Live at the Feast of the Flowering Moon

Adventures down Highway 23. I decided this would be the summer of the festival (usually free and rich in people watching), so my wife, her friend Carol, and I, headed to Chillicothe to attend our first of the season, the Feast of the Flowering Moon, which is basically a small town co-opting it's native beginnings to have a rinky-dink street fair. There was nothing to see here (once you've seen one Cheese on a Stick cart, you've seen them all) except for the Midwest's Finest Dance Troupe. By the time we made it to our destination the rotting retired war hero at the info booth told us "If yooorr here for da injuns, they just done their last dancing." (He really said "injuns.") I trusted my instincts and guided our trio down by a small pond where I spotted tee-pees set-up. Luckily we arrived right as they were starting their last show of the weekend. This was some amazing shit to behold (witness my first uploaded youtube clip above). My lovey quipped that the music was much better than that Animal band I've been going on about, and she was right. Right enough to get me digging into the archives of Navajo songs recorded in the 1930s and 40s (all available at most public libraries). After that it was time to wrap up the whole shebang with Ross County Idol. We were tempted to watch sub-civilization humiliate themselves with another rendition of "Jesus Take the Wheel" or "Achy Breaky Heart," but they'd already done that by relegating the Native Americans who'd traveled for hours to second billing at the bottom of the hill. Mutants.


Whiskey Tango Foxtrot - The Black Swan Brakhage

It came while watching the flawless season 3 finale of Lost, where Jack rocks a freak-folk beard, an oxycodin addiction, and In Utero, before opting for suicide via bridge jump (and it's all in the future, mind you, after leaving the island). Within the episode, there was another glimpse of the Dharma Initiative's logo for the Swan Station, which is eerily close to the one used by Olivia Tremor Control offshoot, the Black Swan Network. Coincidence? Or does an art designer on set, have a hankering for Cubist Castles? It made me joyful that I never sold my vinyl copy of Dream Tapes, the group's two-track ambient noise opus, for I always knew it would come in handy one day. Age has not left this album obsolete, in fact it's starting to make me a bit angry that more modern psych-folk types aren't admitting their debt to Olivia Tremor Control. Tribal edits and extensions, tape-loop fuckkery, smoke and mirrored guitar sketches, horns attached to oscillators; light years ahead of their time if you ask me.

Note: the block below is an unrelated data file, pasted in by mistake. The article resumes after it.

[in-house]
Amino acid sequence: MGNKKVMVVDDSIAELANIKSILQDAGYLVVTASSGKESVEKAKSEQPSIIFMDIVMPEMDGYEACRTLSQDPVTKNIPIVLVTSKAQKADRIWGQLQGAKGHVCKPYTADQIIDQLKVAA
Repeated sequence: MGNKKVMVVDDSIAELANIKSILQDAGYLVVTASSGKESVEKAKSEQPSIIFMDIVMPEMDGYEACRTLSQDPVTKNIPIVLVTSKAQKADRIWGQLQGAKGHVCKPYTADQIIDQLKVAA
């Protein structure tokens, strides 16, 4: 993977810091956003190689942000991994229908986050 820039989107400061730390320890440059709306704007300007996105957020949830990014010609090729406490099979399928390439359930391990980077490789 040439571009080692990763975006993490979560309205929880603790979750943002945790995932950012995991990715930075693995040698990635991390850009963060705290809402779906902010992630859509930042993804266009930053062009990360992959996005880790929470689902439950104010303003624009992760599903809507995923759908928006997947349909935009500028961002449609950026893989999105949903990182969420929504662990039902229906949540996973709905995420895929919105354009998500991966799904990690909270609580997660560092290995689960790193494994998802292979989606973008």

Forget about Pink Floyd with the Wizard of OZ, or Grizzly Bear with City of Lost Children. Try Black Swan Network's Dream Tapes with By Brakhage: An Anthology, skip forward to his more brief, color-encrusted, 80's films, play loud (with bong and buddha box, if available), and you've achieved dorm-room transcendence.


Beach Talk - The Evil Queens

I'll lay the cards out on the table, I have never been a huge fan of the Evil Queens (but I've never made a conscious attempt to be into them). I was always turned off by what I thought was a derivative aesthetic; the "heavy" lineage of Columbus grit-rock (Monster Truck 005, Bob City, the Means, Grafton) whittled into radio chunklets and suitable sonics. While there appears to be a enclave of groups in this town (who shall remain nameless), in the last couple of years, who have exploited that legacy to create artistically challenged, not challenging,(and downright awful) results, Lonesome Werewolves, separates the Evil Queens far from their contemporaries. Obvious chooglings, power chords, brutal swells and depressions, are in their proper places, but guitarist/vocalist Jacob Sundemeyer (the architect of this classy bunch) is a master of subtlety, a dynamic character within his songs, and capable of realizing "pop" is needed even in the most ham-fisted of metal moments. To the high-tide Mudhoney informed crunch and maudlin Nirvana-esque hook of "America, America," to visceral booze stomp of "Year of the Cretin," there's little here to mentally edit.

Coincidentally, Queens of the Stone Age's Era Vulgaris leaked the day I got Lonesome Werewolves into my grubby little paws, and since then I've given the local boys more time. Homme is busy inviting in new best buddies and making a veiled attempt at textured groove (you'll never write a Groundhogs album Josh, though this isn't half-bad) instead of becoming fully unleashed. The Evil Queen's are content making that music for him. Here it's not desert and horse, it's cramped dive bars and hard liquor.